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Bigger Brain, Less Nitric Oxide?

Controlling vital gas may regulate brain size, suggest lab tests

TUESDAY, Nov. 20, 2001 (HealthDayNews) -- Nitric oxide, the molecule behind many of our bodily functions, may also be critical to brain development.

Scientists at the Cold Spring Harbor Laboratory in New York have discovered that altering levels of nitric oxide in the developing brains of tadpoles greatly affects brain size and the number of brain cells. When levels of nitric oxide are lowered, the brains of the animals were much larger and contained more brain cells. If the size difference turns out to be a good thing in future experiments, nitric oxide one day might be a powerful tool against diseases that attack the aging brain, the researchers say.

"We already had the really strong feeling this would be the case," says lead study author Grigori Enikolopov. "We were surprised by the extent to which it happened. We have proven that nitric oxide is an important regulator that the brain uses to control itself."

But the researchers don't know yet if bigger is better, in tadpoles.

"We can't tell if more quantity meant they were smarter or better. There are no tests for that for frogs. At this point, we cannot tell what happened in terms of their behavior," Enikolopov says.

However, preliminary experiments with baby and adult mice show the same results, and mice can be tested for mental acuity, he says.

The findings appear in the Nov. 15 issue of the Journal of Neuroscience.

"I think it's very provocative," says Dr. David S. Bredt, a neurobiologist who specializes in nitric oxide. "I think it's potentially very important. Nitric oxide is one of the major regulators in the body."

Until recently, nitric oxide was credited mostly with regulating blood pressure, although it also plays a part in the body's immune system and nerve responses, Enikolopov says. Nitroglycerin taken by heart patients for chest pain releases nitric oxide into the bloodstream so vessels and arteries relax and widen. And Viagra, that wonder drug used by millions of men to combat impotence, prolongs the effect of nitric oxide in the body so that more blood flows to the penis.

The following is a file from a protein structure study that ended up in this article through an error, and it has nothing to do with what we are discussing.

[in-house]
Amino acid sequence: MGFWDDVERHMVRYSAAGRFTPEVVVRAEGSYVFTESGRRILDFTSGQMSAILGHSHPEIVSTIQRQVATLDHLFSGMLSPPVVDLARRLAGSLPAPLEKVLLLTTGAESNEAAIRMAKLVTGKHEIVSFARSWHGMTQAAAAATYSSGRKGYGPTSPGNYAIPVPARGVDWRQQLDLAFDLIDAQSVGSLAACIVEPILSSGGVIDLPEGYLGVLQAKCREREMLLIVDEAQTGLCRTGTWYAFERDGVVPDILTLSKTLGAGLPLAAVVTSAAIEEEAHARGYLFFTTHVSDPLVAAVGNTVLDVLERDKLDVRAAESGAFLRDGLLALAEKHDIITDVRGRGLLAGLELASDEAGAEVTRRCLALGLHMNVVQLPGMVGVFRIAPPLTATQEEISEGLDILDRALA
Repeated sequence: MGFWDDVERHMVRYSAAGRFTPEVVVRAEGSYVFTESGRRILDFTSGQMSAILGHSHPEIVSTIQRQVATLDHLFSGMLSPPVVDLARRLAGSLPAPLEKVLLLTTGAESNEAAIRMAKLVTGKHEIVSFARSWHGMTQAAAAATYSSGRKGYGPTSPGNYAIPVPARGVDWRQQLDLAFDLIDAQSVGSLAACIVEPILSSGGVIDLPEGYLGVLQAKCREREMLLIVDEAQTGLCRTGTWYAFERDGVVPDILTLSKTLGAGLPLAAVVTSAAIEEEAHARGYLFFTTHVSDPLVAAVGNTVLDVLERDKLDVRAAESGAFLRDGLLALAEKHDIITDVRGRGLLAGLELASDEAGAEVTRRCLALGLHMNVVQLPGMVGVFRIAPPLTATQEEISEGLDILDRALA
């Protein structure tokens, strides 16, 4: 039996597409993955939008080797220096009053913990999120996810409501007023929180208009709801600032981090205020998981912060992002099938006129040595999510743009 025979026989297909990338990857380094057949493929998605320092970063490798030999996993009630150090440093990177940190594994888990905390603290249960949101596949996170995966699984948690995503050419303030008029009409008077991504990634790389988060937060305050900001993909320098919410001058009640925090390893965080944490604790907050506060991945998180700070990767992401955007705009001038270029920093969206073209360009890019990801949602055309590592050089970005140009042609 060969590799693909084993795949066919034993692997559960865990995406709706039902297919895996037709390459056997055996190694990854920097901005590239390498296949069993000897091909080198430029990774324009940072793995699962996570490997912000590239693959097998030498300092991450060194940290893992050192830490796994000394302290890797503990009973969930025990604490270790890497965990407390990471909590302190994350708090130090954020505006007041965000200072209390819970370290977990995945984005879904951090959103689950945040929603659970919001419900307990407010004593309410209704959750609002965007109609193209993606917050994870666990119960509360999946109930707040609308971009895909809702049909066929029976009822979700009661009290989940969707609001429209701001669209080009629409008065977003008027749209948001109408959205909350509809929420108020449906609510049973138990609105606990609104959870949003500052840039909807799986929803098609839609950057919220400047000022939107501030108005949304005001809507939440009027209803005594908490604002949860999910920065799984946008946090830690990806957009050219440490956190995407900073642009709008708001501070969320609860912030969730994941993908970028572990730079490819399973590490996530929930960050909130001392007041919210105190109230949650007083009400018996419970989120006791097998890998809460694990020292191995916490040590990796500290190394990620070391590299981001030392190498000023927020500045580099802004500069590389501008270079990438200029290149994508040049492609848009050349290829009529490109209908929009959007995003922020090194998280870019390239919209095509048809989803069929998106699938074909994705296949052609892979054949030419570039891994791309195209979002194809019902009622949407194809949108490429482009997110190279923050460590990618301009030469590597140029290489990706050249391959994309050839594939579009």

Scientists first discovered that nitric oxide abruptly stopped cell division in a lab dish about 10 years ago, Enikolopov says. Since then, his team has tested the gas on fruit flies cells with the same startling results, leading to the latest study of nitric oxide's role in brain growth.

"We were interested whether a similar function is used by the brain while it grows," Enikolopov says. That would allow stem cells to stop dividing and developing into neurons, or brain cells.

The team used a polymer impregnated with a compound that either encouraged the release of more nitric oxide or discouraged it. Using microsurgery, they injected the polymer into the part of the tadpoles' brains where new cells are produced, which also happened to be where the scientists found the greatest concentrations of nitric oxide.

Without exception, they found that if nitric oxide levels were decreased, the tadpoles' brains were much larger and had more neurons, he says.

"We increased the size of the brain simply by blocking nitric oxide activity," he says.

Bredt says because nitric oxide is a gas, it can reach more cells than the usual chemical neurotransmitters which neurons use to communicate with each other. "It can penetrate through cells and tissue. It can influence a large volume of cells," he says.

Much further down the road, Enikolopov says nitric oxide could be tested on human cells in the lab, and one day the treatment might help reverse the degenerative effects of strokes, Parkinson's disease and Alzheimer's disease.

What To Do:

This article in the Journal of Neuroscience has more about the delicate role of nitric oxide in the brain. For more on the medical uses of nitric oxide, go to the Nitric Oxide Society.

SOURCES: Interviews with Grigori Enikolopov, researcher, Cold Spring Harbor Laboratory, Cold Spring Harbor, N.Y.; David S. Bredt, M.D., Ph.D., associate professor, physiology, University of California at San Francisco; Nov. 15, 2001, Journal of Neuroscience
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